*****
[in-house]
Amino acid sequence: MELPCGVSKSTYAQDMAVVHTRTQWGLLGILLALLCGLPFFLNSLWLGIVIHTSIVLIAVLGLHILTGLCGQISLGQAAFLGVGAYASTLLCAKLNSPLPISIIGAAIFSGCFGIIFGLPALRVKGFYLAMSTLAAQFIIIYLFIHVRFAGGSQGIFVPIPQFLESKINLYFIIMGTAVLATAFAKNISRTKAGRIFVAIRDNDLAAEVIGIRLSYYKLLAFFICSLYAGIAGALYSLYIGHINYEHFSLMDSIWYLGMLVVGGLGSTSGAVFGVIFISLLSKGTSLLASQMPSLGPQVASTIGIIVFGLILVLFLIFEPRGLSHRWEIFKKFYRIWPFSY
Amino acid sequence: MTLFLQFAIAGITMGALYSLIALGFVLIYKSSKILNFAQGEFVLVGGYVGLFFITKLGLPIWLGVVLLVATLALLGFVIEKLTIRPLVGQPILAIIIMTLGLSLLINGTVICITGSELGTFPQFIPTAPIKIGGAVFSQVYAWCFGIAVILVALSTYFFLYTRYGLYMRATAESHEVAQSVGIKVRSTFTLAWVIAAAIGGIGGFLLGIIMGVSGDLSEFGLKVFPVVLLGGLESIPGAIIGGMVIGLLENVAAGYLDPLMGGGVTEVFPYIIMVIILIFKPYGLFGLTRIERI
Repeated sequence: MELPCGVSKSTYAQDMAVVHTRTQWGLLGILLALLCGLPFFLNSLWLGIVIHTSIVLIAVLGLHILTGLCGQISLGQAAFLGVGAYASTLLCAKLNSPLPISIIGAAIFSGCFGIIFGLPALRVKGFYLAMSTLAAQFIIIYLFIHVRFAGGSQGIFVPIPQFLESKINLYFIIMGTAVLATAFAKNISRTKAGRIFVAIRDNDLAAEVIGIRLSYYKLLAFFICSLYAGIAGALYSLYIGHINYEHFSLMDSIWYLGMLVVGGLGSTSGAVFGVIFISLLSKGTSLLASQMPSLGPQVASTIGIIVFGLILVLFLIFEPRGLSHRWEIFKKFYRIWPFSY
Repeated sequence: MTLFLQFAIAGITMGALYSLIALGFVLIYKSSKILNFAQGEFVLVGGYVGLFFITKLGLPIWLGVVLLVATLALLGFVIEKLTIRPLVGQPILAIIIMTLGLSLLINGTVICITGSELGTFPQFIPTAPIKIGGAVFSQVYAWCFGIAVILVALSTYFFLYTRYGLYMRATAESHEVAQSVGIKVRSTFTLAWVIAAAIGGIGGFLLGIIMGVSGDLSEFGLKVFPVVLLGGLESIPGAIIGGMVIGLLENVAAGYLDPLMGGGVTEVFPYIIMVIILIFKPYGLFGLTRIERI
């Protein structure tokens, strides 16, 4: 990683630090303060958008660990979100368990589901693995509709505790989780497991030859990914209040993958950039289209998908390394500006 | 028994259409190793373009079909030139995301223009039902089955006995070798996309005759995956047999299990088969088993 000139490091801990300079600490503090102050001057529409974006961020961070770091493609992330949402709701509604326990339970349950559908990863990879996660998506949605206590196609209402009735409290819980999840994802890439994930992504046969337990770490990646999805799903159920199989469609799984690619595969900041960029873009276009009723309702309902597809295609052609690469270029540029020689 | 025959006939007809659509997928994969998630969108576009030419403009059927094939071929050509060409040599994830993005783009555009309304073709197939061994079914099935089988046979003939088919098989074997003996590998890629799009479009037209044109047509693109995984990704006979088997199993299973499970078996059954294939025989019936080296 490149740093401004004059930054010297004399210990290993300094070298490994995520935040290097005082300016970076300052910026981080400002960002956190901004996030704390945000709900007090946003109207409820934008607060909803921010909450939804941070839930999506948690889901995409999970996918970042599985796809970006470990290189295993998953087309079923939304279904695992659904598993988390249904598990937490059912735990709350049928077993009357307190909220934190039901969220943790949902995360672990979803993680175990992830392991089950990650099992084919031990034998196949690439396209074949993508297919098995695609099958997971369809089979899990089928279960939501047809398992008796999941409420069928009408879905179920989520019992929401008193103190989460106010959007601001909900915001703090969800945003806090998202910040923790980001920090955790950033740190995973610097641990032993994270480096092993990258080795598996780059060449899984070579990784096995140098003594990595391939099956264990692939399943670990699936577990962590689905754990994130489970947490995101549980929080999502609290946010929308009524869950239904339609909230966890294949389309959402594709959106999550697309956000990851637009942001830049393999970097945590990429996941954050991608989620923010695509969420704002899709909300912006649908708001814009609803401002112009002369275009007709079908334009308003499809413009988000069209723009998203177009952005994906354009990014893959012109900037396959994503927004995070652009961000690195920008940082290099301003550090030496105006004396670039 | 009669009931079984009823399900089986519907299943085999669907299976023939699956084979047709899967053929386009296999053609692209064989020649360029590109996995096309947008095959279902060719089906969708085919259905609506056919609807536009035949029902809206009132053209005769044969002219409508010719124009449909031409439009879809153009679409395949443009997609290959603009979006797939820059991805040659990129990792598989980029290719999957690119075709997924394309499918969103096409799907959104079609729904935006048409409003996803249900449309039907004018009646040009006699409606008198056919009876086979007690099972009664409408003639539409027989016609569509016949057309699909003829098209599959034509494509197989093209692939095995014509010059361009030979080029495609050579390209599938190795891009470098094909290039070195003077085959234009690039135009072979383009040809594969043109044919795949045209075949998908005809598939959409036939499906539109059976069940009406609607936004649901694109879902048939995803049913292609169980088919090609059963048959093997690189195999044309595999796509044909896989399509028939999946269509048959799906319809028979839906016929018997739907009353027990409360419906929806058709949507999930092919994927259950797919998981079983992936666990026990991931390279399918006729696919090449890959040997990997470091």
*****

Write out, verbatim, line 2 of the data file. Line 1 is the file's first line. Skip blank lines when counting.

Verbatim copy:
Amino acid sequence: MELPCGVSKSTYAQDMAVVHTRTQWGLLGILLALLCGLPFFLNSLWLGIVIHTSIVLIAVLGLHILTGLCGQISLGQAAFLGVGAYASTLLCAKLNSPLPISIIGAAIFSGCFGIIFGLPALRVKGFYLAMSTLAAQFIIIYLFIHVRFAGGSQGIFVPIPQFLESKINLYFIIMGTAVLATAFAKNISRTKAGRIFVAIRDNDLAAEVIGIRLSYYKLLAFFICSLYAGIAGALYSLYIGHINYEHFSLMDSIWYLGMLVVGGLGSTSGAVFGVIFISLLSKGTSLLASQMPSLGPQVASTIGIIVFGLILVLFLIFEPRGLSHRWEIFKKFYRIWPFSY